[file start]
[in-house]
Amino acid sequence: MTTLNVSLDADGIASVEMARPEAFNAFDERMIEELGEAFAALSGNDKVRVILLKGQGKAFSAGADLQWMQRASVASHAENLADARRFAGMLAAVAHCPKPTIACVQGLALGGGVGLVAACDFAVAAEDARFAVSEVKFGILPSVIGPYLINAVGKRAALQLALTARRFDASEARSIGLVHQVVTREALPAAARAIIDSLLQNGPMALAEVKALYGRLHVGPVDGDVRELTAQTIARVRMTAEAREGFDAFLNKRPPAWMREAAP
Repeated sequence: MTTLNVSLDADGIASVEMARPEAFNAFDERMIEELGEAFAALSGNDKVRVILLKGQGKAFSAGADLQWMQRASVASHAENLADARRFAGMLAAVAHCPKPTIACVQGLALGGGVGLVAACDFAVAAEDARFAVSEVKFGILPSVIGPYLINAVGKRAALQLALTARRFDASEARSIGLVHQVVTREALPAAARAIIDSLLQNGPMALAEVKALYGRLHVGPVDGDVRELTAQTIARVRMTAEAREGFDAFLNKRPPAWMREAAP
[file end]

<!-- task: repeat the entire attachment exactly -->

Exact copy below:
[in-house]
Amino acid sequence: MTTLNVSLDADGIASVEMARPEAFNAFDERMIEELGEAFAALSGNDKVRVILLKGQGKAFSAGADLQWMQRASVASHAENLADARRFAGMLAAVAHCPKPTIACVQGLALGGGVGLVAACDFAVAAEDARFAVSEVKFGILPSVIGPYLINAVGKRAALQLALTARRFDASEARSIGLVHQVVTREALPAAARAIIDSLLQNGPMALAEVKALYGRLHVGPVDGDVRELTAQTIARVRMTAEAREGFDAFLNKRPPAWMREAAP
Repeated sequence: MTTLNVSLDADGIASVEMARPEAFNAFDERMIEELGEAFAALSGNDKVRVILLKGQGKAFSAGADLQWMQRASVASHAENLADARRFAGMLAAVAHCPKPTIACVQGLALGGGVGLVAACDFAVAAEDARFAVSEVKFGILPSVIGPYLINAVGKRAALQLALTARRFDASEARSIGLVHQVVTREALPAAARAIIDSLLQNGPMALAEVKALYGRLHVGPVDGDVRELTAQTIARVRMTAEAREGFDAFLNKRPPAWMREAAP